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Run a Marathon?! Why Would Anyone Want to Do That?
by Tzatzil LeMair on September 5th, 2017

And so, it began.

​Twenty years ago, this fall, I ran the New York City Marathon. It was my first time running 26.2 miles. There was a hurricane moving up the east coast dumping rain on us all day long, flooding the streets, blowing trash around and making street signs sway in the wind. Somewhere in the Bronx, with just a few miles to go, I clearly remember saying “Never again!” and “What was I thinking?” But stored right next to that memory, is also the uplifting sounds and sights of the crowds along Central Park South cheering us on that last stretch, and I am light as a feather, elated, sprinting across the finish line with my arms up in the air! And so, it began, my love-hate relationship with marathoning.

Over the past twenty years, I’ve heard myself say “This is my last marathon!” more times than I can count. Yet, I keep coming back for more. Most of the time I say that during the last six miles of the marathon, but that’s expected as I’m usually depleted, tired, sore, and slightly delusional by then. During the last six miles of a marathon is hard to recall the reasons you signed up in the first place.

In the months leading to the race, there are many moments that make you question the decision to train for a marathon, like when your alarm goes off at ungodly hours on weekends when everyone else is asleep, or the moment you step out into a cold rainy morning wearing nothing more than a singlet and shorts. There is a laundry list of reasons to hate running including black toe nails, chaffing, port-a-potties, energy gels, blisters, and of course…GRAVITY.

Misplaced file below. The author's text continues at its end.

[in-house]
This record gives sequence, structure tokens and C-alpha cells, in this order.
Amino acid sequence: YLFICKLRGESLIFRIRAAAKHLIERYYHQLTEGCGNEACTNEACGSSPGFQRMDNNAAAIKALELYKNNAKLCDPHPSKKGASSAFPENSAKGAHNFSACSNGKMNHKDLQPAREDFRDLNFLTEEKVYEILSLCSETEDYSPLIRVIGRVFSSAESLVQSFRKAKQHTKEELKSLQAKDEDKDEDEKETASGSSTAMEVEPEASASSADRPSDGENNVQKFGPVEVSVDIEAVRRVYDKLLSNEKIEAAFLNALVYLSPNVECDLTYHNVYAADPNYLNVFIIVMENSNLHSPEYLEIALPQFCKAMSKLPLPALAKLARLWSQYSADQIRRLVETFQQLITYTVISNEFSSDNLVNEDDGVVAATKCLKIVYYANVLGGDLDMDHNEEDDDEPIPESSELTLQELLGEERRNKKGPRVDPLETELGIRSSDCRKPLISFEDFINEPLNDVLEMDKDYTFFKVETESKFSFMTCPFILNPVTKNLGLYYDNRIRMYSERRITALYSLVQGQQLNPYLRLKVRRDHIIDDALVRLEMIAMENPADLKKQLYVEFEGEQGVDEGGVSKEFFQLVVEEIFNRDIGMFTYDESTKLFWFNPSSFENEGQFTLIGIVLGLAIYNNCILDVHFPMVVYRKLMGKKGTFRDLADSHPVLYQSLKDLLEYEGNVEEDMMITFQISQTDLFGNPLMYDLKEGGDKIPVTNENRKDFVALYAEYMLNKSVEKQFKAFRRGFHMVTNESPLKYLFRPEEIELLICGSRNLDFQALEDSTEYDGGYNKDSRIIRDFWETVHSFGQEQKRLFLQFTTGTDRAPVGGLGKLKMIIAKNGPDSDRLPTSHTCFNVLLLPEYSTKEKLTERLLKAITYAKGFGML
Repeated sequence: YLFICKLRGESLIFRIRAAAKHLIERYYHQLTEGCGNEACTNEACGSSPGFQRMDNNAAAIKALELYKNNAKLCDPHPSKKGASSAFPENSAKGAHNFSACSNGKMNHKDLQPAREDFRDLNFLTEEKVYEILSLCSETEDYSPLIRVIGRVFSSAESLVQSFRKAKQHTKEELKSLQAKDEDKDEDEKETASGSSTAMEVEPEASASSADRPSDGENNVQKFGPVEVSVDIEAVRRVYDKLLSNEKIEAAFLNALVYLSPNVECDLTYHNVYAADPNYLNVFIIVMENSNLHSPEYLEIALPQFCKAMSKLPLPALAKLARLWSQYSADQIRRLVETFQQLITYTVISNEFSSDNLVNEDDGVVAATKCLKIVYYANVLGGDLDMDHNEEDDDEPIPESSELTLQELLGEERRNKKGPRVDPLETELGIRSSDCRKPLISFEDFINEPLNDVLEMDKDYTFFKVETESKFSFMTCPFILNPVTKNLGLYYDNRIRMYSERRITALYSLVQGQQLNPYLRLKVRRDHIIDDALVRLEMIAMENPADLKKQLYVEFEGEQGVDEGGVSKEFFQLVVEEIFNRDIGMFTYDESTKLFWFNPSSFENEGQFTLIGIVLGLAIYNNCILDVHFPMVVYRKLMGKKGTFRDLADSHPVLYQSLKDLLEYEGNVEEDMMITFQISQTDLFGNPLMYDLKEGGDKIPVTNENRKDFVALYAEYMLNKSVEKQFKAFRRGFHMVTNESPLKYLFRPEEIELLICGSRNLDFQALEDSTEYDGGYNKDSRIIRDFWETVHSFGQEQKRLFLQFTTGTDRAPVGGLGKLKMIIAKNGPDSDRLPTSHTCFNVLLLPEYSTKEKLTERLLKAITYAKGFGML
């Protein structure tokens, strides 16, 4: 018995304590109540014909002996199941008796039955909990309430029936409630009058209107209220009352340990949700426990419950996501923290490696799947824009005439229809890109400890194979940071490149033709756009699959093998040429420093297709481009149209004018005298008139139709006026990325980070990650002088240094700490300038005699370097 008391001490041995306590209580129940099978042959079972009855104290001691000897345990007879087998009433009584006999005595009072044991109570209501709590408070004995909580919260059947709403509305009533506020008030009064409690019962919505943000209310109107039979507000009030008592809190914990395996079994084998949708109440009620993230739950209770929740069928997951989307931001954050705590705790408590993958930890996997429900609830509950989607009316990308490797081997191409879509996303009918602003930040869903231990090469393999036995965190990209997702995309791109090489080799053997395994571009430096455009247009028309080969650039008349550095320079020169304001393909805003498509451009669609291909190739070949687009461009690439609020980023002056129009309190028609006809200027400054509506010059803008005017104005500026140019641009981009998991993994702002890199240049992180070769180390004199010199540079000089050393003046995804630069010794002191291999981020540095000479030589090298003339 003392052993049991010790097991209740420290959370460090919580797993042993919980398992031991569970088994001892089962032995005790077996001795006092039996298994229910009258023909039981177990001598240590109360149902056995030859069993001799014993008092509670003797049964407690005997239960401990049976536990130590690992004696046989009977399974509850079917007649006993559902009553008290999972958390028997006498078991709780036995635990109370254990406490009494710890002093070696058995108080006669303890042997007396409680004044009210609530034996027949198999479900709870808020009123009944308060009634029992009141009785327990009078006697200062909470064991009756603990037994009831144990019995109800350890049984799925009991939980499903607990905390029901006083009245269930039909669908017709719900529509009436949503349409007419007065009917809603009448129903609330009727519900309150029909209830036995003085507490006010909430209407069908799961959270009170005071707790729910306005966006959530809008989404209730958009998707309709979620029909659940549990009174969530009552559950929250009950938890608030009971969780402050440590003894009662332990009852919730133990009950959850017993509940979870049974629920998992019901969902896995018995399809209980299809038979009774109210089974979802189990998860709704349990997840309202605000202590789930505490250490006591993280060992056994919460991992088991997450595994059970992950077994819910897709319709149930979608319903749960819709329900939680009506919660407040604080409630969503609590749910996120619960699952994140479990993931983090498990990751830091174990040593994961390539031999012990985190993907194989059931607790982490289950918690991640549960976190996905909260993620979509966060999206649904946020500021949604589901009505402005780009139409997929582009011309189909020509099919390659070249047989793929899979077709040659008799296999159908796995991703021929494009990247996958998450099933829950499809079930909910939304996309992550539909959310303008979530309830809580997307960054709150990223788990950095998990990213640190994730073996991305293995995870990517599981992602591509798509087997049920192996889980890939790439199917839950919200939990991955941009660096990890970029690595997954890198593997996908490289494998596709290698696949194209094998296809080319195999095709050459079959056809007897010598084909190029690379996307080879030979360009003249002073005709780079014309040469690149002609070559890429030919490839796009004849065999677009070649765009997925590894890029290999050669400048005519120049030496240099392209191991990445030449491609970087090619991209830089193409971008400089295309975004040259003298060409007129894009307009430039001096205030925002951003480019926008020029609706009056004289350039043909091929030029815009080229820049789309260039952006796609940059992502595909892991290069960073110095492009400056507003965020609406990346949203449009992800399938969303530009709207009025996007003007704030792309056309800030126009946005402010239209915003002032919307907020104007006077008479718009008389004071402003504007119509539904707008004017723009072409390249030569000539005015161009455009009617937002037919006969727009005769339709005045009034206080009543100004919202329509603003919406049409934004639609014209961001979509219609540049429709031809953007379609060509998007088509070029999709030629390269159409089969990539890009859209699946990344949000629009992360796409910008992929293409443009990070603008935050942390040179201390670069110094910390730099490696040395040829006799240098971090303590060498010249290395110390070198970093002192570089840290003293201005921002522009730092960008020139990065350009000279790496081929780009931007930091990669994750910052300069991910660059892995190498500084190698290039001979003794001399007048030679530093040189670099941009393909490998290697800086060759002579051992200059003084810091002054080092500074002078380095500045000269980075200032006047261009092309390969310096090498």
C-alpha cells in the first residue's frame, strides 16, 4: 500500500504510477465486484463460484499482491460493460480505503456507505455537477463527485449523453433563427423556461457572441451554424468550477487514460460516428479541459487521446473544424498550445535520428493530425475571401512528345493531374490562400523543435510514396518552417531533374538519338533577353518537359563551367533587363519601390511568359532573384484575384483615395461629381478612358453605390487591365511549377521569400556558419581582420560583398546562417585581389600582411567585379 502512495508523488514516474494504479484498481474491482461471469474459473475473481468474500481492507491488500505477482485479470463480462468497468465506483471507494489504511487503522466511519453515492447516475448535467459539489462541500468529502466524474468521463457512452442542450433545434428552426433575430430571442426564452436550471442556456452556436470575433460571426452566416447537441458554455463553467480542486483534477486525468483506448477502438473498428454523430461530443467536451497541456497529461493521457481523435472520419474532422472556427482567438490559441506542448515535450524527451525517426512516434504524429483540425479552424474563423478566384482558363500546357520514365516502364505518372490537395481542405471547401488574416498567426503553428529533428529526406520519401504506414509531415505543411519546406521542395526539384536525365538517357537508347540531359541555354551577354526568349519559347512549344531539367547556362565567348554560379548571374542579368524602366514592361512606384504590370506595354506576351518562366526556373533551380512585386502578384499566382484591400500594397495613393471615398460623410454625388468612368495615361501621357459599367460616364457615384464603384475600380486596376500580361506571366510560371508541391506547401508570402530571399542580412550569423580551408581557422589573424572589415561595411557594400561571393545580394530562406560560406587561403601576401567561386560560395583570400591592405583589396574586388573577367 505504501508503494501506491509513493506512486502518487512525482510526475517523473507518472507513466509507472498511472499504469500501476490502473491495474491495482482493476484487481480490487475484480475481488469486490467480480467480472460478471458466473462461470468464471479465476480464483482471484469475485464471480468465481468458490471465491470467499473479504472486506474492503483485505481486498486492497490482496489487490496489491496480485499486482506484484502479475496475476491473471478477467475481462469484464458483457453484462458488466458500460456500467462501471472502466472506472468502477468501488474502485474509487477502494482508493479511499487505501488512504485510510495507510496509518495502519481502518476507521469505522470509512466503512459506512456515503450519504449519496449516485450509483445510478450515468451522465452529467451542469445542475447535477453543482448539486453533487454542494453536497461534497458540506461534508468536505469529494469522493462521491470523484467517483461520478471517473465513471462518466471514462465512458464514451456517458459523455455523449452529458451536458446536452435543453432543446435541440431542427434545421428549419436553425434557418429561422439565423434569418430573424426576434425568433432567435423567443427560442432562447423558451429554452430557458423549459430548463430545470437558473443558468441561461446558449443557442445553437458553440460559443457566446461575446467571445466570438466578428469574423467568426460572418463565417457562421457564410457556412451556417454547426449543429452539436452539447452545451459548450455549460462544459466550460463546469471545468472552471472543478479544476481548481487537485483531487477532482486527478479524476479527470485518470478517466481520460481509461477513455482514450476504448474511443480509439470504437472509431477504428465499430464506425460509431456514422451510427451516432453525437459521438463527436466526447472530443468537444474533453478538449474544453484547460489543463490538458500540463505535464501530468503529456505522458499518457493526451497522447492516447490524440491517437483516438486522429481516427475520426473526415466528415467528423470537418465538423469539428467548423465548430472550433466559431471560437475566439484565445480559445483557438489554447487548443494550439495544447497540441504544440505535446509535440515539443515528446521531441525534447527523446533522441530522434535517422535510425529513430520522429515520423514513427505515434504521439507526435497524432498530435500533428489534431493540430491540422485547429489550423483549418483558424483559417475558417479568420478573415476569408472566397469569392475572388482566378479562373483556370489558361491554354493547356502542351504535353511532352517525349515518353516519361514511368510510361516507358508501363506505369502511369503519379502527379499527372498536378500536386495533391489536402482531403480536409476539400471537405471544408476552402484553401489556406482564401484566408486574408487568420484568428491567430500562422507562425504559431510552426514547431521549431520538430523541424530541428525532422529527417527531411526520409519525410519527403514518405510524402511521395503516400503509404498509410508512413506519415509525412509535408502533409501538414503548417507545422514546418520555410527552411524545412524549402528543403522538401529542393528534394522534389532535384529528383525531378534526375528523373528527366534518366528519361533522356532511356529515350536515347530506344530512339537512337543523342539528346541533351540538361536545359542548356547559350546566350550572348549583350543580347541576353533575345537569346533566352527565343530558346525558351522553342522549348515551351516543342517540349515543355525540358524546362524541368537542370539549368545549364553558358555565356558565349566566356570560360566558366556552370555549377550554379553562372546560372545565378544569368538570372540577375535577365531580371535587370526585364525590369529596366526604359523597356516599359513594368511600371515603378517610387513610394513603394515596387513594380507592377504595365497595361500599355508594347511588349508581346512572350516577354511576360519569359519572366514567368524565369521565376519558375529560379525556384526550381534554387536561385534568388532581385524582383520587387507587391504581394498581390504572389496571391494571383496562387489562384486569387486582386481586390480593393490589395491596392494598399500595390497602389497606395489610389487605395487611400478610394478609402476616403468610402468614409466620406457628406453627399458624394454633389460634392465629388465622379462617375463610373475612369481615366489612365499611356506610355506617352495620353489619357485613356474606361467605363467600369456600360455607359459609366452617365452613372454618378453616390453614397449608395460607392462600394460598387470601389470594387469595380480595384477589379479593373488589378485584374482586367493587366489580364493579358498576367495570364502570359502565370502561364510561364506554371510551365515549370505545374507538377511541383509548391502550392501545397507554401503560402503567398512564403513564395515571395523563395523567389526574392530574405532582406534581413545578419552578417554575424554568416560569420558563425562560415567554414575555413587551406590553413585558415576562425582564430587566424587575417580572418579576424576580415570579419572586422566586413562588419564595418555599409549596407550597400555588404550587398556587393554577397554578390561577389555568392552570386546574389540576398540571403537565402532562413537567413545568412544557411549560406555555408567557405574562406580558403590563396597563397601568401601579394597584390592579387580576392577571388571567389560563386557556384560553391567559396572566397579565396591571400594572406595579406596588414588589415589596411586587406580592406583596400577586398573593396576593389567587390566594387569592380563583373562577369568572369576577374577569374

But, with all the complaining and whining, I keep signing up for marathons. What is it about running 26.2 miles that’s so enticing? I remember once at a gathering, I mentioned excitedly I was getting ready to run the NYC marathon. To my surprise the person replied, “Why would anyone want to do that?” I remember being put off by the question and not being able to give him a good answer, although I doubt he was expecting one. I probably listed many reasons why I loved running, like “it helps me stay in shape” and “it helps me clear my mind”, etc. but that didn’t address the question of why 26.2 miles.

Not everyone CAN run a marathon. Even if your doctor gives you the thumbs up and says you’re perfectly healthy, training for a marathon is hard. It requires discipline, dedication, drive and most importantly, grit. You will experience exhaustion, hunger, and you will feel pain. It will test your endurance, your will. It will keep you honest. You can’t fake it. There will be set backs and curve balls that will challenge your dedication, your drive. But because it is hard, the rewards will be all the sweeter. You will feel stronger, empowered, accomplished and elated every day you train. Sure, you’ll have ups and downs, but you’ll know you’re one step closer to achieving your goal. And when you cross the finish line and accomplish your goal, you will want to do it all over again.

So here I am 20 years later, waiting eagerly for registration to open for the 2018 Boston Marathon (It only took me 20 years to run a qualifying time!) I was a young 20 something girl when I ran my first marathon, and here I am, a young 40 something mom of 4, and I am just as excited as I was the day I lined up in central park to sign-up for the NYC marathon. And so, I revisit the question “Why would anyone want to do that?” and I know my answer now. Because I CAN.


Posted in Running    Tagged with New York City Marathon, Marathon Running, Marathon Training, Endurance Training, Running


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